Kent State reportedly received the third spot of the top 10 universities listed as the most registered emails on the Ashley Madison website.
During the summer, an organization called “Impact Team” infiltrated the database of ashleymadison.com, a Canadian dating site for people in committed relationships to cheat on their significant others. The group then leaked the information of 32 million accounts through their emails and account information, revealing public officials, company employees and members of universities.
According to Inside Higher Ed, of the data leaked from the Ashley Madison site, 653 email addresses listed ended in “kent.edu.” Inside Higher Ed’s IT department found nearly 75,000 “.edu” emails, which they claimed was more than the “.gov” or “.mil” email addresses. The site also gave a disclaimer of the information that Ashley Madison doesn’t verify email addresses and the universities’ emails might belong to former employees or students.
Jon Maletic, a computer science professor, said the news didn’t surprise him that a group compromised Ashley Madison’s information. Maletic said the problem with information security, falls in the realm of human error more than anything else.
“You can go and hire great technical people, systems guys and gals, and they can be very diligent,” he said. “You can pay them a lot, they can work really hard to keep your system secure, and all it takes is one person to hand out something or leave something on your desk and you’re compromised.”
In his opinion, Maletic said KSU’s emails surprised him, although statistically, he agreed the hundreds of emails may come from former students and faculty since emails aren’t terminated after their employment or enrollment. The emails listed compared to the thousands of total Kent State emails are a small percentage by themselves he said.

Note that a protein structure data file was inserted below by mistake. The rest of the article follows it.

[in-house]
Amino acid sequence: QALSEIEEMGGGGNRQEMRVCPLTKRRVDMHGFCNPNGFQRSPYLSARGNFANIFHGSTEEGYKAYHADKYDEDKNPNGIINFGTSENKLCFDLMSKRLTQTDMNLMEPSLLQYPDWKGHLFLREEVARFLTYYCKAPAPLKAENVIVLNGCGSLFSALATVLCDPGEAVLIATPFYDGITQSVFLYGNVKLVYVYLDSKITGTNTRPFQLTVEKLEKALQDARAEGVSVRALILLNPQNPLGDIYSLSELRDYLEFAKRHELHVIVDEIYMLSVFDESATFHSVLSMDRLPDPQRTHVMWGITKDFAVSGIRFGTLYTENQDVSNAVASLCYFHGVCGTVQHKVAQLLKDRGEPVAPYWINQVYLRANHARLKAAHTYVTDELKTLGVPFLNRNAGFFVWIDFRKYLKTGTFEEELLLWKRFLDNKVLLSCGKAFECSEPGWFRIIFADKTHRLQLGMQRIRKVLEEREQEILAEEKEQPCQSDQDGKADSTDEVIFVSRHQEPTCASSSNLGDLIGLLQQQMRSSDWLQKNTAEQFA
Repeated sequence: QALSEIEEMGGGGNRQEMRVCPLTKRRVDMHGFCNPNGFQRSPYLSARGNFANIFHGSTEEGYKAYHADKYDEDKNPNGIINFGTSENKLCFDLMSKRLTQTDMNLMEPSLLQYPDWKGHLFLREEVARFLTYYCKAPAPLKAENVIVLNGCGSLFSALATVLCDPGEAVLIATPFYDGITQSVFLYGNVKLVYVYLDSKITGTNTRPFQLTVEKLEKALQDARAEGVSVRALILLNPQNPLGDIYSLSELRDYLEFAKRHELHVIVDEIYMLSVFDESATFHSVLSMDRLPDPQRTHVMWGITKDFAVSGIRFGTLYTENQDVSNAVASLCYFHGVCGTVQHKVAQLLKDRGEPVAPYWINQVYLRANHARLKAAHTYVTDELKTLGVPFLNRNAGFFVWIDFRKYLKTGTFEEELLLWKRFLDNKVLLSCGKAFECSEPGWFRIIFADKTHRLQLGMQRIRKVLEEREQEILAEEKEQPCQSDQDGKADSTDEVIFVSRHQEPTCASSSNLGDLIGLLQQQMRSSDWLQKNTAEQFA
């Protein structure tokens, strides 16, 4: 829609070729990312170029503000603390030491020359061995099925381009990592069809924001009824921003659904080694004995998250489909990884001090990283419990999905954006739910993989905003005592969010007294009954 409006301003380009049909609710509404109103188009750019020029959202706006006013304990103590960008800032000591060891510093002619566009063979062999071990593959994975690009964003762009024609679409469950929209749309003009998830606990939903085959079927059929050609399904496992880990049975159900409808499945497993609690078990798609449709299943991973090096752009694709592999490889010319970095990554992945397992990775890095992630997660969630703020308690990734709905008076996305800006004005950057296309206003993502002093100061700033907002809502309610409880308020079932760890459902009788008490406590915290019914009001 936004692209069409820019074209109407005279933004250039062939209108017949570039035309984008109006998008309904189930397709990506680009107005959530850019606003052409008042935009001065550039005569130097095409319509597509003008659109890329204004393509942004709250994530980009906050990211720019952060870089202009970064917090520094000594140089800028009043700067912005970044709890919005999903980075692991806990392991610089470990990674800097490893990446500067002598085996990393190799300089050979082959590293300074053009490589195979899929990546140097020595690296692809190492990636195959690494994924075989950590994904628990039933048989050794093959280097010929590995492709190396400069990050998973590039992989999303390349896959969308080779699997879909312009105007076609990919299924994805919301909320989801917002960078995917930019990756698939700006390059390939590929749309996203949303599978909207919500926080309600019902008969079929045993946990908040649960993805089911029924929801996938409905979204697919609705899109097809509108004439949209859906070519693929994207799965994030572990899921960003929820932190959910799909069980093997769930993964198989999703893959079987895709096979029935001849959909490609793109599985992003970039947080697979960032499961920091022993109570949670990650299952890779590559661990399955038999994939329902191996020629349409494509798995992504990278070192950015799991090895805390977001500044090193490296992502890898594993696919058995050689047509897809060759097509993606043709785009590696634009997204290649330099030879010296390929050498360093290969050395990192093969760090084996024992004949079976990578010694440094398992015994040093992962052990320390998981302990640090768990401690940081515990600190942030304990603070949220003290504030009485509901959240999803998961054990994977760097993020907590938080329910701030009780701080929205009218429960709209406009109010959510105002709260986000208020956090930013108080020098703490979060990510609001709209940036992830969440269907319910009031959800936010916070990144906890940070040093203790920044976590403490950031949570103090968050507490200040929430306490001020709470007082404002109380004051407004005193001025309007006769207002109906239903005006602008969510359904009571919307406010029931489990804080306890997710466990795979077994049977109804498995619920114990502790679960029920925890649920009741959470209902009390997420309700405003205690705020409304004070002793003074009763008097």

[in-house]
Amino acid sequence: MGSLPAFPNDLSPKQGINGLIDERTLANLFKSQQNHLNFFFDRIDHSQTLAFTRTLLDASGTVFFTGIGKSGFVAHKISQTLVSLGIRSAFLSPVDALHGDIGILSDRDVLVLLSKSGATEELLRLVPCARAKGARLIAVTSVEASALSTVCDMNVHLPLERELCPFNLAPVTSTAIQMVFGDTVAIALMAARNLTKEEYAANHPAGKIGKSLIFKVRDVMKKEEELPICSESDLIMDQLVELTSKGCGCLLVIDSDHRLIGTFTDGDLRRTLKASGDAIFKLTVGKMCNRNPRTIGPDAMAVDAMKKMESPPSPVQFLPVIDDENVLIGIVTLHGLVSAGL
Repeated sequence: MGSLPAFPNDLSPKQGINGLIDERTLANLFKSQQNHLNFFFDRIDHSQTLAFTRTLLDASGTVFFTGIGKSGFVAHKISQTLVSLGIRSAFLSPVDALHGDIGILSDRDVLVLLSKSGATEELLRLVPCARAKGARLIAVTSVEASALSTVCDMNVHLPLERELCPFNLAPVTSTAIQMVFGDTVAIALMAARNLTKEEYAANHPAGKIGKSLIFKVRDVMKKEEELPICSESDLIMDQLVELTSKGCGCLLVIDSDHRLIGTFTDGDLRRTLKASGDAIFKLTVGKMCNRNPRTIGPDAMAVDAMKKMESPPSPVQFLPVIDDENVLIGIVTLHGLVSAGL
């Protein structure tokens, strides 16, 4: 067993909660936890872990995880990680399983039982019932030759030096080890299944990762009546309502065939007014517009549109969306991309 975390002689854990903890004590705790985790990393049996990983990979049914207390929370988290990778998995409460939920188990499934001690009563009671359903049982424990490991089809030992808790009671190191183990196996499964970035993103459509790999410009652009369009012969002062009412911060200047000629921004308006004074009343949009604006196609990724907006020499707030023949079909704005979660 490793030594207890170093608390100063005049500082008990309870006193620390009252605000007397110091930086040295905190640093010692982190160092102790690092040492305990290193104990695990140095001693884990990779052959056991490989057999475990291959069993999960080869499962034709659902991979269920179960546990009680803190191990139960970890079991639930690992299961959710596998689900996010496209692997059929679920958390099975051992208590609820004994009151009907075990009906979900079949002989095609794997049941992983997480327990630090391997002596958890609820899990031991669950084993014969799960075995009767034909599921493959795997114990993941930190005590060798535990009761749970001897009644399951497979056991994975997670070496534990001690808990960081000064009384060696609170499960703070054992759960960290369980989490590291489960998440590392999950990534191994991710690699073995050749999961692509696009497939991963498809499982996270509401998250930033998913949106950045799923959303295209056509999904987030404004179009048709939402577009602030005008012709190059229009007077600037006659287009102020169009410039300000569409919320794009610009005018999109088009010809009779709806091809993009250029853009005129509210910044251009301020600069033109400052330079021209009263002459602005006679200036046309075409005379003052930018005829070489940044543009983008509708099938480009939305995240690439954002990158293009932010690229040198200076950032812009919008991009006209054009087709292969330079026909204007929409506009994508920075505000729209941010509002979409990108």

However, though the site may have a moral gray area, encouraging cheating with its slogan, “Life is short. Have an affair,” Maletic said the hackers still are in the wrong.
“Legally, those people did something wrong. They broke into a private organizations and stole information from them,” Maletic said. “That is a crime, no matter how you look at it, they did break in and steal intellectual property. I think a lot of organizations are really upset by these sorts of break-ins because it happens quite a bit.”
Gwen Volkert, a computer science professor, said these break-ins need more investigations to understand how these occur. Many of the solutions of the problems, Volkert said, need to rely more on the knowledge of how some hackers operate.
“The more we find out about the hacker community in general, the more we can bring attention to the IT departments in general,” she said. “But you can’t be fought with passwords, it’s got to be really seriously protected.”
Maletic added the increasing gap of knowledge of the technical security of average computer owners and professional hackers will put more people in danger and open to attacks like these.
“You really need to understand what this machine is on your desk in order to protect you and yourself,” he said.
Contact Bruce Walton at [email protected]